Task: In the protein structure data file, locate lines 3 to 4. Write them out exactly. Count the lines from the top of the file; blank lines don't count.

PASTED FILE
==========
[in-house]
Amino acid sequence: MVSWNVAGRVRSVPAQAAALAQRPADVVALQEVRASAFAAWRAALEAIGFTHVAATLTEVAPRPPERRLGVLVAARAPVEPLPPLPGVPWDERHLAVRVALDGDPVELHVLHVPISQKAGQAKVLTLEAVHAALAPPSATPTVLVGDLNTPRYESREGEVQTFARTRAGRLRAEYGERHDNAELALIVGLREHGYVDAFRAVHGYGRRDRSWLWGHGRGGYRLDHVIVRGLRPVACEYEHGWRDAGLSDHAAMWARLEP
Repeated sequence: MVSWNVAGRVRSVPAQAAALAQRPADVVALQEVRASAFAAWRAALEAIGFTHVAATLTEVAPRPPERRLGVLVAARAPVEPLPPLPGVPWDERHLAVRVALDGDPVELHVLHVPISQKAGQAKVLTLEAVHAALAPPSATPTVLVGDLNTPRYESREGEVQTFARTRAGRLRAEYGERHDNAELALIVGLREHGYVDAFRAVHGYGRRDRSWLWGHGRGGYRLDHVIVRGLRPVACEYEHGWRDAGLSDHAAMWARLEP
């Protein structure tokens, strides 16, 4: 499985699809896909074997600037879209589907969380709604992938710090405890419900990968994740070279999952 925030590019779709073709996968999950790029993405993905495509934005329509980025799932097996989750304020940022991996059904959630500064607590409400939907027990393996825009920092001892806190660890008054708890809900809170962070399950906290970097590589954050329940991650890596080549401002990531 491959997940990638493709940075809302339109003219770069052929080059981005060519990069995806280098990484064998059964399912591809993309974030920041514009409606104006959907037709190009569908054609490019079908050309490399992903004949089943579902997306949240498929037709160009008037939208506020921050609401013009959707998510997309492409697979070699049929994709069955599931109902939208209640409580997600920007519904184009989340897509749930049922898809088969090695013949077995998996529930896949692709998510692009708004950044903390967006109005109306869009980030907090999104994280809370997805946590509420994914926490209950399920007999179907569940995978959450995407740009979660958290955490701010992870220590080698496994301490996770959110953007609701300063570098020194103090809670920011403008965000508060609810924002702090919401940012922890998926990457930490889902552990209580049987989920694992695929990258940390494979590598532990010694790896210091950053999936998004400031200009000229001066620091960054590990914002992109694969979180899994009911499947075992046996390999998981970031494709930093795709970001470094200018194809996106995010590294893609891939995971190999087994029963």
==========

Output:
Repeated sequence: MVSWNVAGRVRSVPAQAAALAQRPADVVALQEVRASAFAAWRAALEAIGFTHVAATLTEVAPRPPERRLGVLVAARAPVEPLPPLPGVPWDERHLAVRVALDGDPVELHVLHVPISQKAGQAKVLTLEAVHAALAPPSATPTVLVGDLNTPRYESREGEVQTFARTRAGRLRAEYGERHDNAELALIVGLREHGYVDAFRAVHGYGRRDRSWLWGHGRGGYRLDHVIVRGLRPVACEYEHGWRDAGLSDHAAMWARLEP
């Protein structure tokens, strides 16, 4: 499985699809896909074997600037879209589907969380709604992938710090405890419900990968994740070279999952 925030590019779709073709996968999950790029993405993905495509934005329509980025799932097996989750304020940022991996059904959630500064607590409400939907027990393996825009920092001892806190660890008054708890809900809170962070399950906290970097590589954050329940991650890596080549401002990531 491959997940990638493709940075809302339109003219770069052929080059981005060519990069995806280098990484064998059964399912591809993309974030920041514009409606104006959907037709190009569908054609490019079908050309490399992903004949089943579902997306949240498929037709160009008037939208506020921050609401013009959707998510997309492409697979070699049929994709069955599931109902939208209640409580997600920007519904184009989340897509749930049922898809088969090695013949077995998996529930896949692709998510692009708004950044903390967006109005109306869009980030907090999104994280809370997805946590509420994914926490209950399920007999179907569940995978959450995407740009979660958290955490701010992870220590080698496994301490996770959110953007609701300063570098020194103090809670920011403008965000508060609810924002702090919401940012922890998926990457930490889902552990209580049987989920694992695929990258940390494979590598532990010694790896210091950053999936998004400031200009000229001066620091960054590990914002992109694969979180899994009911499947075992046996390999998981970031494709930093795709970001470094200018194809996106995010590294893609891939995971190999087994029963």